I woke up this morning with my ears still ringing, tired, aching legs, and completely ready to tackle day two.
On Thursday, the first night of Hopscotch 2011, Downtown Raleigh made a lot of noise. Noise in the way of bands and noise in the way of the realization that Raleigh is becoming a musical metro mecca. The Hopsctoch 2011 lineup is key in this realization. The groups assembed on the three day bill aren't your heavily popular bands that fall in the typical festival category. They are bands that are either rising outside of the mainstream or have a loyal following for decades, yet again outside of the fray. This makes Hopscotch special and in turn, makes Raleigh special as a musical metropolis.
Night one for me was filled with a lot of noise in the musical sense, with a little elegance in between. As I mentioned in my Hopscotch Recommendations, most of my schedule falls on the quieter folk end of the spectrum or the agressive or flamboyant electro-noise end.
Rhys Chatham's Guitar Trio
Steve Gunn opened Hopsctoch 2011 with some unbelievable guitar work. I've never seen someone, mid-set, slap off a capo on an acoustic guitar to change chords/pitch and keep plucking as fast as Gunn was at Fletcher Hall last night. It's hard to believe that someone of Gunn's young age would have such a rich understanding of song structure and composition. Gunn's gorgeous guitar hit the heart in the right place and put feeling into the first show of this year's festival.
Following Steve Gunn was Rhys Chatham's Guitar Trio recreation featuring 11 other guitarist, all of which are playing Hopscotch 2011 with their own bands. The one chord that they each repeat at slightly different rhythms and octaves built in a crescendo that culminated with a peak of sound that could barely be held in by Fletcher's four walls.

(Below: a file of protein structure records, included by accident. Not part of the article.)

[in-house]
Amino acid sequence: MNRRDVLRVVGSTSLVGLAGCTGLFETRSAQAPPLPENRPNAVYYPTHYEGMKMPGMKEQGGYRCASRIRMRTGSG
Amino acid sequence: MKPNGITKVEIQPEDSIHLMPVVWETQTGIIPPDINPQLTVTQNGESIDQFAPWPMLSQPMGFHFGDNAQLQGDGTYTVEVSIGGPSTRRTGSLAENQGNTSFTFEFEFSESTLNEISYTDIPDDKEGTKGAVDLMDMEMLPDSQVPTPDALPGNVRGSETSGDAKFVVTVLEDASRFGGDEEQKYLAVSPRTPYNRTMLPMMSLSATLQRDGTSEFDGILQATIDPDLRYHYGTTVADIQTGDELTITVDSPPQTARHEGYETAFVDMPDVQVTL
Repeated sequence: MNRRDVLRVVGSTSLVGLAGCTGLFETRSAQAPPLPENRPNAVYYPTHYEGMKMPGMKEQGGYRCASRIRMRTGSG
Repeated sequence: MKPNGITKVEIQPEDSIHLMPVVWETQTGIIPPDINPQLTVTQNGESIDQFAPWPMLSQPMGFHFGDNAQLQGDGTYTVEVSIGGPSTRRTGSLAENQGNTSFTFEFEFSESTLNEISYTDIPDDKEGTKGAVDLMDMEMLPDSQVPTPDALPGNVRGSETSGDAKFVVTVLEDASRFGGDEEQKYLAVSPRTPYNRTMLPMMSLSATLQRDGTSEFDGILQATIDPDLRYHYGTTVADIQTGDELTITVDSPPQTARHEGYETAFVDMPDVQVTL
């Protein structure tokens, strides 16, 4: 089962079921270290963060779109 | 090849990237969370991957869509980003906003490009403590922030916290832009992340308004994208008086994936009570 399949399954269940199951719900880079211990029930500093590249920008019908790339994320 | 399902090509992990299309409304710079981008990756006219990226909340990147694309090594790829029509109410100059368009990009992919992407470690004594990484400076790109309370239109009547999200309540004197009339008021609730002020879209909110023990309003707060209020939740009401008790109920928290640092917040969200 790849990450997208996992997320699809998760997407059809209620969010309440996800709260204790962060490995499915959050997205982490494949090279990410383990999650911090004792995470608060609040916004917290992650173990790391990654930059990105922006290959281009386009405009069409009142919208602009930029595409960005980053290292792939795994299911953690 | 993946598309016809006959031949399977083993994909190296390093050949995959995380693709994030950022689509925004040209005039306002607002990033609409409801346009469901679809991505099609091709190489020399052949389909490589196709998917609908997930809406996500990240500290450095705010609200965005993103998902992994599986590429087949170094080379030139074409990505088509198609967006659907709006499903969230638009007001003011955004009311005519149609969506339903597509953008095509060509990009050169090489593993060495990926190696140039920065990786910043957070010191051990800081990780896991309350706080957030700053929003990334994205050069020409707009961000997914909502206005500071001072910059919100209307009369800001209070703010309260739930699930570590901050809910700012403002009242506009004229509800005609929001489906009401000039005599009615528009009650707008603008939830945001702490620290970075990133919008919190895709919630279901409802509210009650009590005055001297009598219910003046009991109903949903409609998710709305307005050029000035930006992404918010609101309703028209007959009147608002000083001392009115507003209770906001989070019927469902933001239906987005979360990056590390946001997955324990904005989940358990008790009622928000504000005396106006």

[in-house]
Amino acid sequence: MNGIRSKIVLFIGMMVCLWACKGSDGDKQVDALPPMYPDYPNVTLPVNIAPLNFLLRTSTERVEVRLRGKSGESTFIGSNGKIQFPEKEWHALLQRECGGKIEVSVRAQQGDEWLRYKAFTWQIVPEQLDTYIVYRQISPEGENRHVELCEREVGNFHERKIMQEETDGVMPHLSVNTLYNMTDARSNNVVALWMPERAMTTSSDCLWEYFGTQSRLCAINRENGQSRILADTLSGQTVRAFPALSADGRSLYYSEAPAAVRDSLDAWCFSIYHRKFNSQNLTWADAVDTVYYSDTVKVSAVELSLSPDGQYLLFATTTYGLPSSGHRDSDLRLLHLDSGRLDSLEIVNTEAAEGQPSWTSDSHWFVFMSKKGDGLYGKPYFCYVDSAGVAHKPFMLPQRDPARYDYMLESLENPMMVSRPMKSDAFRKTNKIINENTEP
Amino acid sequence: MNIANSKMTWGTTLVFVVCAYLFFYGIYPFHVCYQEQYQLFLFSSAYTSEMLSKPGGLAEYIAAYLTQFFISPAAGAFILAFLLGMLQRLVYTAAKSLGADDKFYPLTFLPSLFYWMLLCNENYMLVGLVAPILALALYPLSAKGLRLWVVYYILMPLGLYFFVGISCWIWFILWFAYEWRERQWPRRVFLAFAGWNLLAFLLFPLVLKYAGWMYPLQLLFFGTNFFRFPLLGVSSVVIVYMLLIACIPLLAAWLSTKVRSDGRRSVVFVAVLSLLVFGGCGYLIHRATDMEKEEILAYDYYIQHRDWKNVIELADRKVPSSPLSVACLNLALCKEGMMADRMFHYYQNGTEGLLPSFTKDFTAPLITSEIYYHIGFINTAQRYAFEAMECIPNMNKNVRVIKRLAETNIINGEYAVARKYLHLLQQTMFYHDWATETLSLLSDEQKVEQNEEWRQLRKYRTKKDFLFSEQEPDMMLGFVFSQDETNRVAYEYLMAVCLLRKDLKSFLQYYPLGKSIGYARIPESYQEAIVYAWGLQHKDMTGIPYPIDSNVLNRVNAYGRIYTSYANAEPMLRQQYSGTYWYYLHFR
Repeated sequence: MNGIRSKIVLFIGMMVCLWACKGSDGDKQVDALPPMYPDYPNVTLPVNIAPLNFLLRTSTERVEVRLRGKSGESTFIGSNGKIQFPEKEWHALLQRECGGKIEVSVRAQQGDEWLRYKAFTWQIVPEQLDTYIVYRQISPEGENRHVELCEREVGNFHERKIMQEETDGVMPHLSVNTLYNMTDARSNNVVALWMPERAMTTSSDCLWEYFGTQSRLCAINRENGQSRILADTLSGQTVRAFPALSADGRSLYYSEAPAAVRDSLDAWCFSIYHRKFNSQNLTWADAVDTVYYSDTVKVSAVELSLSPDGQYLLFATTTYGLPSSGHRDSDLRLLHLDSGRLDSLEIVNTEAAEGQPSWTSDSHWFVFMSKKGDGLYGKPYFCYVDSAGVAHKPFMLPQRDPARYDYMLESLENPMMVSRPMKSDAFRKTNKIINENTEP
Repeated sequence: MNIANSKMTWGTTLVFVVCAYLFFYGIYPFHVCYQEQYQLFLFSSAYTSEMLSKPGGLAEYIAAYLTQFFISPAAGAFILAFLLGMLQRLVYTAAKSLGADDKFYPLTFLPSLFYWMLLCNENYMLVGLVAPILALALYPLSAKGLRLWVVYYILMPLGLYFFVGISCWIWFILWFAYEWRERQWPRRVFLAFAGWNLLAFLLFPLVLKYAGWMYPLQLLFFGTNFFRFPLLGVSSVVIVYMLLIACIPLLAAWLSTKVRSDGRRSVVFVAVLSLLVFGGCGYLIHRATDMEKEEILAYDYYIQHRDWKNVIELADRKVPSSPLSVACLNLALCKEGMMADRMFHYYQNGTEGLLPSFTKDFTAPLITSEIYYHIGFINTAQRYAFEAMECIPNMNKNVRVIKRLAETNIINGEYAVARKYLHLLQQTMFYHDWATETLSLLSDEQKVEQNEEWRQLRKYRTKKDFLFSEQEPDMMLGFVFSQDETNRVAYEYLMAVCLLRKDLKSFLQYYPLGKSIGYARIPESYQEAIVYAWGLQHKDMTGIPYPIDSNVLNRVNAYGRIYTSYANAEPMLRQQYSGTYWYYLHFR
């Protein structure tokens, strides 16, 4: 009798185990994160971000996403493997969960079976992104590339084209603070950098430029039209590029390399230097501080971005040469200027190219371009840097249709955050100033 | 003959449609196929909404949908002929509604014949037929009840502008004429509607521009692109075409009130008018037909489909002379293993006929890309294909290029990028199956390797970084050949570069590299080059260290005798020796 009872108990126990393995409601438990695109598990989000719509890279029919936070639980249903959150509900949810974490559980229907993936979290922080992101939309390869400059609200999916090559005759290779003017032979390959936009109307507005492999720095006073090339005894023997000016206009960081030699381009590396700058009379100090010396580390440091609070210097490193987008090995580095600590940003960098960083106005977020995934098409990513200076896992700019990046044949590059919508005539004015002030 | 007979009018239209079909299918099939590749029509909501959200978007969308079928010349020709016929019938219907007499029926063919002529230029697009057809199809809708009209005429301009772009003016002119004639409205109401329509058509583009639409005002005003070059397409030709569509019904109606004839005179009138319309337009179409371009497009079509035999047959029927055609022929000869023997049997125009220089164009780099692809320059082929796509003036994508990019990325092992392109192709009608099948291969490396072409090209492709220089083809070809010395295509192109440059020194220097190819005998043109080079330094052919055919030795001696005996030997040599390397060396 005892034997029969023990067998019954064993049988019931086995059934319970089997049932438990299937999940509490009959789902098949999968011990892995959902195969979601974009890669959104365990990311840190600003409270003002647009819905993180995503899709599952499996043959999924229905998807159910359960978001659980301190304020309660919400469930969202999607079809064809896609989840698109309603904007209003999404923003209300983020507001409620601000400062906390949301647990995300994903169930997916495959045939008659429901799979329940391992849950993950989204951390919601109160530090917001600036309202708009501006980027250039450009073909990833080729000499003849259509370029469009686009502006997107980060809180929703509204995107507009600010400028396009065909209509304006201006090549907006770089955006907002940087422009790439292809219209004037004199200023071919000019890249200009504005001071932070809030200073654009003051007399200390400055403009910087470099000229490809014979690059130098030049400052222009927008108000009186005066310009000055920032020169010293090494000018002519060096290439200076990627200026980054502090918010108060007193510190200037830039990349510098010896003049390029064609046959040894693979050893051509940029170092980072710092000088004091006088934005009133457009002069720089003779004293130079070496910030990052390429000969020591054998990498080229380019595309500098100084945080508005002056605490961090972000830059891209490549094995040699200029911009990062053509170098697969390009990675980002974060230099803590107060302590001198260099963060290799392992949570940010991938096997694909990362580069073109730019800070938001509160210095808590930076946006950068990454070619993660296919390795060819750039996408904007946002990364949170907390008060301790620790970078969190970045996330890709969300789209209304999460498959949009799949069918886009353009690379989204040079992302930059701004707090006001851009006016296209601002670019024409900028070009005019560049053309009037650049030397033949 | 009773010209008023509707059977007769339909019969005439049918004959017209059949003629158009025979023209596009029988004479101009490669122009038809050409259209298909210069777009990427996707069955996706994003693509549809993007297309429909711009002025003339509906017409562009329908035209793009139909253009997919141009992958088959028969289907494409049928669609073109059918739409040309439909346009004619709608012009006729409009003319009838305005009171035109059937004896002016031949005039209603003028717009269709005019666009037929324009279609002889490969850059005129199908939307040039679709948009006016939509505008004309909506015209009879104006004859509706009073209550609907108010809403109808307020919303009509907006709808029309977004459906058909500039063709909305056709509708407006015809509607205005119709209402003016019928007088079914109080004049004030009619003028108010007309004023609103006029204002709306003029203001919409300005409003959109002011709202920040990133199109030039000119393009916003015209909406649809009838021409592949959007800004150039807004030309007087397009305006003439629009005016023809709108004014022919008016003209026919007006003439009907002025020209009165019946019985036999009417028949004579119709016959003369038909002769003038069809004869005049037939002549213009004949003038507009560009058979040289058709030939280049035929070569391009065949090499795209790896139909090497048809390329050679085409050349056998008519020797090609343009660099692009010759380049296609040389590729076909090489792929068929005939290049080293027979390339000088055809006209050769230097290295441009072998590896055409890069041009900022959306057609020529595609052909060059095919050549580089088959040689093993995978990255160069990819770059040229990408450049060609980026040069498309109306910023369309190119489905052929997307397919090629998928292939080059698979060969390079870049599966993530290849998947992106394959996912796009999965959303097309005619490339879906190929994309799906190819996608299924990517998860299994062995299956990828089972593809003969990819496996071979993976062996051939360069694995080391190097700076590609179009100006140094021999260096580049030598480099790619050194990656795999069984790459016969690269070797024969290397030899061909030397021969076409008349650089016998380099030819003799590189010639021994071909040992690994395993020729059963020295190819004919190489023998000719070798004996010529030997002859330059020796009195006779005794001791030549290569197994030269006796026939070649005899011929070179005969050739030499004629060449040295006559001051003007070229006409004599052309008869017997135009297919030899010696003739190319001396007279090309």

After the first half of Chatham's set, I rushed over to see a few songs of the DIY surf-punk crew PC Worship at Slim's. The very young band had quite a young following as well and bounced between surf rock to aggressive metal. Both youthful and well composed, PC Worship put on a very energy-filled show for the group up front banging their heads quite aggressively. Lots of noise.
The noise was followed by two elegant sets by both Tender Fruit and Cheyenne Marie Mize at Tir Na Nog. The two bands, both with women singers with beautiful voices, were a great combo at the Irish pub which saw a nice size crowd for both sets.
The evening ended with another combo that literally ended the night with a party that rivaled anything I saw at Hopscotch 2010. Between the dark, bass-led rock of Weekend and the energetic New Wave of Cold Cave, The Pour House was full of noise that had almost every single person moving much more than they ever thought they could to such noise-based bands. It's quite hard to describe Weekend's sound in text form but the wall of sound that emitted from the bassist (with 8 pedals), guitarist and drummer tested my ear drums (note to self: ear plugs please). I have listened to their album for months but it was nothing like seeing this sound in person.